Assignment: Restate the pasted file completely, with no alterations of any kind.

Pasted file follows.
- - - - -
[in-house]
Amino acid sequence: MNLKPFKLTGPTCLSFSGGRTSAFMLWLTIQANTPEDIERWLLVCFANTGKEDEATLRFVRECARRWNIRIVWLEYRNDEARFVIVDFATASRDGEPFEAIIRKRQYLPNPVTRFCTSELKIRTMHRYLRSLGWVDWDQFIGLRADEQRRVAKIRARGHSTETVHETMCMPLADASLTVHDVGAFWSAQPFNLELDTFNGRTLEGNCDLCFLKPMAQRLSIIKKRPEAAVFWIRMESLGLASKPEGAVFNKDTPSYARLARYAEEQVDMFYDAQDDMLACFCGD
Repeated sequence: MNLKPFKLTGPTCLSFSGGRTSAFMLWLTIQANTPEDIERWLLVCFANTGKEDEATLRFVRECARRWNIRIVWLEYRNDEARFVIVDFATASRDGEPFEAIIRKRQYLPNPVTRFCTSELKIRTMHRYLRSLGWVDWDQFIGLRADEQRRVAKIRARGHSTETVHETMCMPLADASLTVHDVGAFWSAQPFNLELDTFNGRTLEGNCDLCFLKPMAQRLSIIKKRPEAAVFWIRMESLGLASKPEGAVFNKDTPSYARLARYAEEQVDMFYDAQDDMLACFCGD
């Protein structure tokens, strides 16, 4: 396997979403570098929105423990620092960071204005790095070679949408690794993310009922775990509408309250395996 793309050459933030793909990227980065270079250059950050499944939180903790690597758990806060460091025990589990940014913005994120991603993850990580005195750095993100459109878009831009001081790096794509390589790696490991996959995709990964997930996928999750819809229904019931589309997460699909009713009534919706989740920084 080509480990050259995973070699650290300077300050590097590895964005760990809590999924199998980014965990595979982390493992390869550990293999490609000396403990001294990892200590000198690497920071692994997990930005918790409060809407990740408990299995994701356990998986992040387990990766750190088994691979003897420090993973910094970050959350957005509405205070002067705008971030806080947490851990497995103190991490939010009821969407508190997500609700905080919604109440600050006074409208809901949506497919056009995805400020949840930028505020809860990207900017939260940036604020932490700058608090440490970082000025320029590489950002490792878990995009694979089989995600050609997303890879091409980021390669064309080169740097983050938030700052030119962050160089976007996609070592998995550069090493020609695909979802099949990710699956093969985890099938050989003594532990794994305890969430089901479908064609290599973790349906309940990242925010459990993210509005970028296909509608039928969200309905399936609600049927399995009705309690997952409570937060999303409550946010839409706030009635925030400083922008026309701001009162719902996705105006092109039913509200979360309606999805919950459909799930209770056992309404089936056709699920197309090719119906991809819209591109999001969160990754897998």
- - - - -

[in-house]
Amino acid sequence: MNLKPFKLTGPTCLSFSGGRTSAFMLWLTIQANTPEDIERWLLVCFANTGKEDEATLRFVRECARRWNIRIVWLEYRNDEARFVIVDFATASRDGEPFEAIIRKRQYLPNPVTRFCTSELKIRTMHRYLRSLGWVDWDQFIGLRADEQRRVAKIRARGHSTETVHETMCMPLADASLTVHDVGAFWSAQPFNLELDTFNGRTLEGNCDLCFLKPMAQRLSIIKKRPEAAVFWIRMESLGLASKPEGAVFNKDTPSYARLARYAEEQVDMFYDAQDDMLACFCGD
Repeated sequence: MNLKPFKLTGPTCLSFSGGRTSAFMLWLTIQANTPEDIERWLLVCFANTGKEDEATLRFVRECARRWNIRIVWLEYRNDEARFVIVDFATASRDGEPFEAIIRKRQYLPNPVTRFCTSELKIRTMHRYLRSLGWVDWDQFIGLRADEQRRVAKIRARGHSTETVHETMCMPLADASLTVHDVGAFWSAQPFNLELDTFNGRTLEGNCDLCFLKPMAQRLSIIKKRPEAAVFWIRMESLGLASKPEGAVFNKDTPSYARLARYAEEQVDMFYDAQDDMLACFCGD
């Protein structure tokens, strides 16, 4: 396997979403570098929105423990620092960071204005790095070679949408690794993310009922775990509408309250395996 793309050459933030793909990227980065270079250059950050499944939180903790690597758990806060460091025990589990940014913005994120991603993850990580005195750095993100459109878009831009001081790096794509390589790696490991996959995709990964997930996928999750819809229904019931589309997460699909009713009534919706989740920084 080509480990050259995973070699650290300077300050590097590895964005760990809590999924199998980014965990595979982390493992390869550990293999490609000396403990001294990892200590000198690497920071692994997990930005918790409060809407990740408990299995994701356990998986992040387990990766750190088994691979003897420090993973910094970050959350957005509405205070002067705008971030806080947490851990497995103190991490939010009821969407508190997500609700905080919604109440600050006074409208809901949506497919056009995805400020949840930028505020809860990207900017939260940036604020932490700058608090440490970082000025320029590489950002490792878990995009694979089989995600050609997303890879091409980021390669064309080169740097983050938030700052030119962050160089976007996609070592998995550069090493020609695909979802099949990710699956093969985890099938050989003594532990794994305890969430089901479908064609290599973790349906309940990242925010459990993210509005970028296909509608039928969200309905399936609600049927399995009705309690997952409570937060999303409550946010839409706030009635925030400083922008026309701001009162719902996705105006092109039913509200979360309606999805919950459909799930209770056992309404089936056709699920197309090719119906991809819209591109999001969160990754897998």